Adam Savage’s One Day Builds: Puppy Car Seat!

For this week’s One Day Build, Adam designs and fabricates an accessory for his new car to make rides more comfortable for his two dogs! Making this doggy car seat is going to require sewing, which lets Adam utilize the cave’s new sewing station. Awesome!

Shot and edited by Adam Isaak

Comments (48)

48 thoughts on “Adam Savage’s One Day Builds: Puppy Car Seat!

  1. I am guessing it is the new Prius? How is it as a car? Looks really roomy and comfy. Great video, bet your dogs are so much happier!

  2. An easier attachment method for others making similar things may be to use the existing Latch hard points that child seats use. You’d have to have a buckle that would fit the bars in the seat, but these could be salvaged from an old car seat.

  3. It was funny watching Attom mess up with sewing. I loved how excited he was with the sewing it inside out thing. It was a great video though.

  4. I’m curious as to why you chose to sew the two cushions together permanently instead of a modular configuration with a zipper. That way if you happen to have one dog and three people they can all be comfortable. Or do you just use a different vehicle if that happens?

  5. Aw happy nice doggies 🙂 Great vid and great to see sewing, my Mom used to make clothes for herself and me and my brother when we were kids, and they were as good as shop-bought, she was an expert. She lost interest in it years ago though as she never went anywhere fancy to show off her handiwork, which was a shame. She’d be interested to hear about the no-pin clips though, I bet.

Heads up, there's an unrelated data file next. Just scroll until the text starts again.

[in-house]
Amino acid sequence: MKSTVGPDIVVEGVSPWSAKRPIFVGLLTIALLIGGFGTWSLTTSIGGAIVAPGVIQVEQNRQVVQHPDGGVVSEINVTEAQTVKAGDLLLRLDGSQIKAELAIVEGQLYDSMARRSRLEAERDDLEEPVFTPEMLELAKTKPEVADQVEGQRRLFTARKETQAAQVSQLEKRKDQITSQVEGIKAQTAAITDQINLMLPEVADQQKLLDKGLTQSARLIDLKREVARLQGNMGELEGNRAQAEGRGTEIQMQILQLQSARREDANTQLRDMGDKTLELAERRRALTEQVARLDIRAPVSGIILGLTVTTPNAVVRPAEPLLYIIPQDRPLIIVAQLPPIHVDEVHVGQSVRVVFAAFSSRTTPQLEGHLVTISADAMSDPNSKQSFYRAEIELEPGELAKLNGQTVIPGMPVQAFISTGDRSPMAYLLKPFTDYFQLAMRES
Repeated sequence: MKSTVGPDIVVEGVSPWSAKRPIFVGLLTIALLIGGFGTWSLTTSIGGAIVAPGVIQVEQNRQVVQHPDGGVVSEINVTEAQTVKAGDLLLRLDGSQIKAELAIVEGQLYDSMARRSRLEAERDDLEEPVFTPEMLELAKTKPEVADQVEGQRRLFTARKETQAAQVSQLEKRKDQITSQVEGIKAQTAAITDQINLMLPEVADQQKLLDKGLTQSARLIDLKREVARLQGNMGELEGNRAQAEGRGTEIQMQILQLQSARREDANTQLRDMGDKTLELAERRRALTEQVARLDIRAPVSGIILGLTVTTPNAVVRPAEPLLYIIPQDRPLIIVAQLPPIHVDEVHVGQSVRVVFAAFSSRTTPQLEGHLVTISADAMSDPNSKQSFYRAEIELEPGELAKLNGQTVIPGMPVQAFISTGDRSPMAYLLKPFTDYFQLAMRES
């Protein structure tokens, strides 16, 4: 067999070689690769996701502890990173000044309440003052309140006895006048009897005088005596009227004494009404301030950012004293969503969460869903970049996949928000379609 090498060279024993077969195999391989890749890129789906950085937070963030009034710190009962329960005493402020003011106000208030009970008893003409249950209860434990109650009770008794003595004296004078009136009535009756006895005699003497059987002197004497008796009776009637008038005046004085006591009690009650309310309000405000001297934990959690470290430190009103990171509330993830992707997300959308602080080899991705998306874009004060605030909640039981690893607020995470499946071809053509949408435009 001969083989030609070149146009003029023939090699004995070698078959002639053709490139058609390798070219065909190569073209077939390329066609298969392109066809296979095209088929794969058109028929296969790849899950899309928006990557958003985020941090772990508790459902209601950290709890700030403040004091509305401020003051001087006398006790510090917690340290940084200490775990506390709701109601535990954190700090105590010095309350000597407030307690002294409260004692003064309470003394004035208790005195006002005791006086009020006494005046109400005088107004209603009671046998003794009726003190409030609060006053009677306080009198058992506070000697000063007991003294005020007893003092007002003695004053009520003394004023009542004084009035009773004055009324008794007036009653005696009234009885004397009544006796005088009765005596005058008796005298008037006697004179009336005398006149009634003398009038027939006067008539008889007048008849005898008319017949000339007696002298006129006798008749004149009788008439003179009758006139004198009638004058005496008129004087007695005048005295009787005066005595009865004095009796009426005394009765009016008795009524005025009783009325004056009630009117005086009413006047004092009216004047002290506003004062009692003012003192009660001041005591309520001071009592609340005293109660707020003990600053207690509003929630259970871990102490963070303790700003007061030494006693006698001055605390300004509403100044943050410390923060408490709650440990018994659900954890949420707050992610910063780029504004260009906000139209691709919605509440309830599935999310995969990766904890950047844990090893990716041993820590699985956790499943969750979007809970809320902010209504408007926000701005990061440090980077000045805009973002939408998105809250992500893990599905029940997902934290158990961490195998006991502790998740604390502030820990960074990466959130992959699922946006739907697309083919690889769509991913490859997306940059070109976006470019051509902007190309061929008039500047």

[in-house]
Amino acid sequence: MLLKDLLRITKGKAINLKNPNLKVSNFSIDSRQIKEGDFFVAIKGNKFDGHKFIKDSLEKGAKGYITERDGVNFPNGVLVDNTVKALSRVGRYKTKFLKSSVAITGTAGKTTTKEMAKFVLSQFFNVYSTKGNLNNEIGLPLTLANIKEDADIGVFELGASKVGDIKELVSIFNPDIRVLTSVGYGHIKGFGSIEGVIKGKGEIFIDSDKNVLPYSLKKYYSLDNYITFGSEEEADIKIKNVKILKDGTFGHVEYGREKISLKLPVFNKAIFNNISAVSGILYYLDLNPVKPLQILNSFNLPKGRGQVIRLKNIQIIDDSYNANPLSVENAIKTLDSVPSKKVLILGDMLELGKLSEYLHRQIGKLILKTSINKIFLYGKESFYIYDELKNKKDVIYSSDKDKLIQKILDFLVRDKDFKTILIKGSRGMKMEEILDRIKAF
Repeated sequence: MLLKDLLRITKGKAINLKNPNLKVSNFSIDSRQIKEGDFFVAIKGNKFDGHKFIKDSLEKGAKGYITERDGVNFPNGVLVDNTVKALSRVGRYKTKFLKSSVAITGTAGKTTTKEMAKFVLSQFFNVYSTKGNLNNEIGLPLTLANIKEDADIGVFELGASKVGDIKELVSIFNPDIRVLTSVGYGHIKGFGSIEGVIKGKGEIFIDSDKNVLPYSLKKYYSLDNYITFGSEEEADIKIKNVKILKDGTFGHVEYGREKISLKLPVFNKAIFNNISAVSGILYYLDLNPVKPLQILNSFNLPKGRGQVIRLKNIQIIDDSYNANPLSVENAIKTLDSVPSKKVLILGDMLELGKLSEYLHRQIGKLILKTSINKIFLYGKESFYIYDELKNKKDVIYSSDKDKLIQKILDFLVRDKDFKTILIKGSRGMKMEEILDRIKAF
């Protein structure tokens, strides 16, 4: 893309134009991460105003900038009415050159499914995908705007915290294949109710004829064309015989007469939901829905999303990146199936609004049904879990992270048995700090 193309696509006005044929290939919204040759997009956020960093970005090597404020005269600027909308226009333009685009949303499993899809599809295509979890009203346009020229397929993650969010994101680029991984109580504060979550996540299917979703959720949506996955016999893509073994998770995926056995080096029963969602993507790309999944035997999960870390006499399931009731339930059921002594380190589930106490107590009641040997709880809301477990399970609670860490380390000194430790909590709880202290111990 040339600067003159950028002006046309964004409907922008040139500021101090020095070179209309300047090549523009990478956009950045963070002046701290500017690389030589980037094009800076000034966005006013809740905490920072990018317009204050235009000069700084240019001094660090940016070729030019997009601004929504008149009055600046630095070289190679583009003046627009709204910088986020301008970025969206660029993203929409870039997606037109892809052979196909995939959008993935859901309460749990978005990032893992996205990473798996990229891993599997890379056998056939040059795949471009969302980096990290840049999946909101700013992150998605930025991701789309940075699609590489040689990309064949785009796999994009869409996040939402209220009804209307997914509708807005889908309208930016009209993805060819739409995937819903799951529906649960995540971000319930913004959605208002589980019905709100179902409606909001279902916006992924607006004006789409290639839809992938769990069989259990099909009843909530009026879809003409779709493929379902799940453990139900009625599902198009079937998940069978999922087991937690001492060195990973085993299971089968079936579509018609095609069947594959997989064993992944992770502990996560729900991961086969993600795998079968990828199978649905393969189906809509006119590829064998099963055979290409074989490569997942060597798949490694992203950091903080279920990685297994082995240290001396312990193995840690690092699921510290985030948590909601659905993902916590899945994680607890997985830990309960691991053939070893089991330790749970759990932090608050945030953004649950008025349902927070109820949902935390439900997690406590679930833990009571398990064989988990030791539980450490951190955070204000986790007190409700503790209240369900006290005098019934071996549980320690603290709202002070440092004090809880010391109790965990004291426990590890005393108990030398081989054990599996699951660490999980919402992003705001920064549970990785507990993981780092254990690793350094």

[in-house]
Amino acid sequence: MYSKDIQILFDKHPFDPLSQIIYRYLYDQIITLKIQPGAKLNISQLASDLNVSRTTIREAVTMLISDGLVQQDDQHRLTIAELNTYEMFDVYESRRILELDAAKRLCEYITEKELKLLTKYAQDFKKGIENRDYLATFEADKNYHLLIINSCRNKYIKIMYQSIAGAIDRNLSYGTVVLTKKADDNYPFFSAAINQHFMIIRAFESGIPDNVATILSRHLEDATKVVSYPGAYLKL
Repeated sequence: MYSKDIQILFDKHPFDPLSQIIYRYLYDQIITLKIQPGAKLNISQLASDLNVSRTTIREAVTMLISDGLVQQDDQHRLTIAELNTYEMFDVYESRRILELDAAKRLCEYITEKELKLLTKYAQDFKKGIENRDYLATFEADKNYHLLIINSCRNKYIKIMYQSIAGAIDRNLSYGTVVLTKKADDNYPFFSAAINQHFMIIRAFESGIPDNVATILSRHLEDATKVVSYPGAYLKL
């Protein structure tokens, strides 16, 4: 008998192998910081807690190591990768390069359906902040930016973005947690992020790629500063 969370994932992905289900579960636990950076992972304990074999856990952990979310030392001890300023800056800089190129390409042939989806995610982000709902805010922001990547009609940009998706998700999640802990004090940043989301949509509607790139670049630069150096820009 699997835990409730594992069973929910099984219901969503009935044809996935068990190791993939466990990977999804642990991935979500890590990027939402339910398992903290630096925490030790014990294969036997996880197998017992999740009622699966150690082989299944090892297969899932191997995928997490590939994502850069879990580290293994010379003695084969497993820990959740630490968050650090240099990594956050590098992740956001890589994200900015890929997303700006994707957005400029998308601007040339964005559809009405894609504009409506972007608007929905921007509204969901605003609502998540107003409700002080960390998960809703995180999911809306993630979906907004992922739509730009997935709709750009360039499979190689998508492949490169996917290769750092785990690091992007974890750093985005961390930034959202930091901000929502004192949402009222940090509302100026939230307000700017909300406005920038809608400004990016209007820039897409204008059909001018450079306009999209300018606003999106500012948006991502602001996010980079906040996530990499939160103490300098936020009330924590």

An unrelated question – what was the music that started at 17:44? It’s great 🙂

  6. I agree with I think I’d’ve attached via either clips to the carseat anchors or more simply by having pass-throughs for the seatbelt receptacles, so it could be ‘buckled’ in.

    I’m a little surprised at two omissions: a cover for the back of the seat, and doggy seatbelts (keeping pups safe in accidents, and also keeping them from wandering around the car too much at other times).

    Tackling the hard part first is definitely the right way to do it: if it’s really a complex problem, it may require changes in the easier parts to support the hard solution. Also, if it’s a research problem, you’ll find out fast if what you wan’t isn’t really possible.

  7. Also, I think for ease of construction I’d’ve connected the two cushions via a large piece of velcro instead of sewing them together.

  8. Also, I think for ease of construction I’d’ve connected the two cushions via a large piece of velcro instead of sewing them together.

  9. Digging the new style in this video, seems like you’re trying a few new things visually and musically.

  10. a trick about putting the cushion in the case. With the case inside out, grab the corner of the pillow with the corner that it should be (hand inside the the inverted case). Then pull the cover around the pillow. More or less in place. (spent a summer making beds, get pretty quick with pillowcases)

  11. I’m a little surprised at two omissions: a cover for the back of the seat, and doggy seatbelts (keeping pups safe in accidents, and also keeping them from wandering around the car too much at other times).

    I hope the omission of doggy seatbelts was made because it as easier to shoot that way.